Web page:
Designing afterschool programs to meet developmental needs of middle schoolers

By Fan Kong - May 2011


Morehouse, H. (2009). Making the most of the middle: A strategic model for middle school afterschool programs. Afterschool Matters8, 1–10.

This paper summarizes key design elements for programs for middle-school-aged children, addressing issues of relationships, relevance, reinforcement, real-life projects, and rigor. The authors argue that these five components take into account the intellectual and emotional developmental needs of this age range. Middle-school-aged children are beginning to develop a sense of their unique identities, and are increasingly focused on themselves and acceptance by peer groups. Due to this heightened awareness of self, young adolescents tend to feel vulnerable when their thoughts, feelings, and ideas are not confirmed by others. At the same time, middle schoolers express a desire for independence and responsibility as they explore their individual roles in the broader social world. For these reasons, programs for middle schoolers need to strike a balance between supporting children’s sense of self and peer belonging and developing their agency with respect to their social worlds.

The paper identifies the following organizing principles to help program directors think deeply about the specific needs of this age range regardless of the program size, location, or community setting. The five components are:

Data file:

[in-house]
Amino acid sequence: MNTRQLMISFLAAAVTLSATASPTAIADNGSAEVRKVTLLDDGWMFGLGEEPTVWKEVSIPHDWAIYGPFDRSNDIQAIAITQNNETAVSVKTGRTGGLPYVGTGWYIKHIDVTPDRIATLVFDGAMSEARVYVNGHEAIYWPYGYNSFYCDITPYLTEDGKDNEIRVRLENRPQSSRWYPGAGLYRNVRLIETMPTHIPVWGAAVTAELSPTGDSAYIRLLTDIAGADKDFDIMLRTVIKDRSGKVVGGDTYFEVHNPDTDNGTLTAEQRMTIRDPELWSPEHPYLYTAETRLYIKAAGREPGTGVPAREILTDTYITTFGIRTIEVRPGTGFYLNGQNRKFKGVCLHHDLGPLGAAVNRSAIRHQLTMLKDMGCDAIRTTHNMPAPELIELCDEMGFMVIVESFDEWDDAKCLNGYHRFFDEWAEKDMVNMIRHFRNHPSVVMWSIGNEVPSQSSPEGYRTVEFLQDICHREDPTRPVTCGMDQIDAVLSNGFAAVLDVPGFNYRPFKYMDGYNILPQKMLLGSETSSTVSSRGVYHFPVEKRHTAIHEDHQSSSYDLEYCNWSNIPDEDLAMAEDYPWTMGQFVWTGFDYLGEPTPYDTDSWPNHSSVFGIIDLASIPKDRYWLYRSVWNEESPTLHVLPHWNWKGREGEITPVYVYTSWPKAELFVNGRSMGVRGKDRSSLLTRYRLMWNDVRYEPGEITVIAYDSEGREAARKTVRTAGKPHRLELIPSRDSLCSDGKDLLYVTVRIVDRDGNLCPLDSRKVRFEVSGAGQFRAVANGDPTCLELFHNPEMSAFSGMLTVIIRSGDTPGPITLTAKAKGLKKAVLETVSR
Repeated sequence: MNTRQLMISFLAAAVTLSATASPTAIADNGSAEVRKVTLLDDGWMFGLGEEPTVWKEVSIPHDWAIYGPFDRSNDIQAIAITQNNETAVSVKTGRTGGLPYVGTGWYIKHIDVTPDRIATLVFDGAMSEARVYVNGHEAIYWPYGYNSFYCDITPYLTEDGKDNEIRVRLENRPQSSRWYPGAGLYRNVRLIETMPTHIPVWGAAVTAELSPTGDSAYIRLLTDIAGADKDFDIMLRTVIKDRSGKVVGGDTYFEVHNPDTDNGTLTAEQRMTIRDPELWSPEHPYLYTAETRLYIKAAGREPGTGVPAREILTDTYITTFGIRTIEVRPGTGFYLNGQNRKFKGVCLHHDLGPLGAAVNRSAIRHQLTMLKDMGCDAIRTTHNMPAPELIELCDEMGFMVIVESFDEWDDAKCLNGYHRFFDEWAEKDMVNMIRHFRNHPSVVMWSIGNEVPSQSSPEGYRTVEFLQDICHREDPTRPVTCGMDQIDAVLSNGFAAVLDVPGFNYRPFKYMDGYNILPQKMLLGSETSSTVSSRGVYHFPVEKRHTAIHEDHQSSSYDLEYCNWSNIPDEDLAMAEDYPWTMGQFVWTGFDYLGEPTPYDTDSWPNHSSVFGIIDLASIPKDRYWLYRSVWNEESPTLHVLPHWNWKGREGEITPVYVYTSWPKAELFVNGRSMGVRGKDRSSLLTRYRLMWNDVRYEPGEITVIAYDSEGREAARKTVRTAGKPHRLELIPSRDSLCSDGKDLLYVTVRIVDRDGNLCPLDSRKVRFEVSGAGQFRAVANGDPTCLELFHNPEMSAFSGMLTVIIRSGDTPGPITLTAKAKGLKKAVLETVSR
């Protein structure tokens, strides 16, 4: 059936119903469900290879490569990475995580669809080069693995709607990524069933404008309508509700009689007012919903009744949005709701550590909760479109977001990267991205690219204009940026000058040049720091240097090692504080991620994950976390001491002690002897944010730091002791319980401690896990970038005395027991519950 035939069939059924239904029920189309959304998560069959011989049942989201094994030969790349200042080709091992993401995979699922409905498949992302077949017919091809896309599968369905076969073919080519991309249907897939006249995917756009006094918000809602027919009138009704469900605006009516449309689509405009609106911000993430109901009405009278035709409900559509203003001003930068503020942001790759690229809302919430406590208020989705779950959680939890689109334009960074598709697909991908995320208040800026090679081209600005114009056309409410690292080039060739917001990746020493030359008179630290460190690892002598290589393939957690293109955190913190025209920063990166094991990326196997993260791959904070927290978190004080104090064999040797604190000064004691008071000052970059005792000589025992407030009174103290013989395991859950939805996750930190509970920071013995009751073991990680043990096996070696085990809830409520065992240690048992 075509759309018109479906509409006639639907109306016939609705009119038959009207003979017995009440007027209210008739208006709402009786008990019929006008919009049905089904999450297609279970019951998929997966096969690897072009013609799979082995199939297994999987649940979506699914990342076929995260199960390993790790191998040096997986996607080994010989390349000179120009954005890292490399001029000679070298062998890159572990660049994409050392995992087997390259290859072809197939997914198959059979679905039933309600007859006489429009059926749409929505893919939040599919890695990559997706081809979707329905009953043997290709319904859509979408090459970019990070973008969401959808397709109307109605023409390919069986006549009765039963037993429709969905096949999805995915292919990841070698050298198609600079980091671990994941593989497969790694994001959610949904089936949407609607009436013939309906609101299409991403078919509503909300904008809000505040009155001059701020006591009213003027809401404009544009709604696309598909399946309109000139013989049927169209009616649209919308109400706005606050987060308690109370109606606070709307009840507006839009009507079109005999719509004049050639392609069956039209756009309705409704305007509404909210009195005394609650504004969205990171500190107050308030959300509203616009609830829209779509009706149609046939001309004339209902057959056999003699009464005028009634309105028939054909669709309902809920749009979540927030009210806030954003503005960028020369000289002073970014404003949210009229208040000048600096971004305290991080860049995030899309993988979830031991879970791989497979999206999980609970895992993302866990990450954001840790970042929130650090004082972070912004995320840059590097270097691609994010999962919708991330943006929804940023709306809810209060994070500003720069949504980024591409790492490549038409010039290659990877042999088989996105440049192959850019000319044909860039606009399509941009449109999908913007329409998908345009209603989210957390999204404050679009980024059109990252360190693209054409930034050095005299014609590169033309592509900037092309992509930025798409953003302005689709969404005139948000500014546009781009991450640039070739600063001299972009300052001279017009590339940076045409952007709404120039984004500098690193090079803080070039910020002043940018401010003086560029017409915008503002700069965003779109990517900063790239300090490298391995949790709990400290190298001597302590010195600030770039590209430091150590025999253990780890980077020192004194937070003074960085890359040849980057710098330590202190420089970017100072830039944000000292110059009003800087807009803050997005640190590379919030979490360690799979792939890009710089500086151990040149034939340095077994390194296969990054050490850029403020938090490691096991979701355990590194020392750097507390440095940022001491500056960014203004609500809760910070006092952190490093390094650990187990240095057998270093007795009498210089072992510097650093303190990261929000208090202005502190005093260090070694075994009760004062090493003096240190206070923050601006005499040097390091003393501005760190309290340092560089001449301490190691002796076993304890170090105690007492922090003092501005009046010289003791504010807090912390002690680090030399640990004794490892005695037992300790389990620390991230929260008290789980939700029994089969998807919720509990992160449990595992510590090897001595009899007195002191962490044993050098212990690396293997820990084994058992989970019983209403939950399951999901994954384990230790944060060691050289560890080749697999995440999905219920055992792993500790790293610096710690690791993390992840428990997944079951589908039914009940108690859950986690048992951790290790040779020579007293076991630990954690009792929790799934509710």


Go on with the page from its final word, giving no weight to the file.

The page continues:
1. Relationships. To address middle schoolers’ need for peer acceptance, it is critical to provide opportunities for children to build healthy friendships with each other. Meanwhile, strong relationships with adults support children’s developing understanding of self. 

2. Relevance. As children desire increasing independence, programs need to provide opportunities where youth can determine their own meaningful projects and explore their own beliefs. For example, programs can encourage children’s interests in environmental issues, social concerns, and current events. 

3. Reinforcement. As children develop emotionally and socially (often unevenly), program staff should reinforce their thoughts, feelings, and ideas as valid; serving as a guide rather than as a manager. 

4. Real-life projects. To support middle schoolers’ higher levels of reasoning, afterschool programs can structure learning opportunities that draw from children’s direct experience with the world. This level of engagement encourages reflection on their beliefs and empowers youth to see how they can make positive impacts on real-world problems. 

5. Rigor. Programs should not shy away from challenging students, and should set high standards for behavior and performance. While a variety of activities can provide opportunities for exploration, programs should also select ways to foster deeper engagement and mastery in children’s chosen interest areas.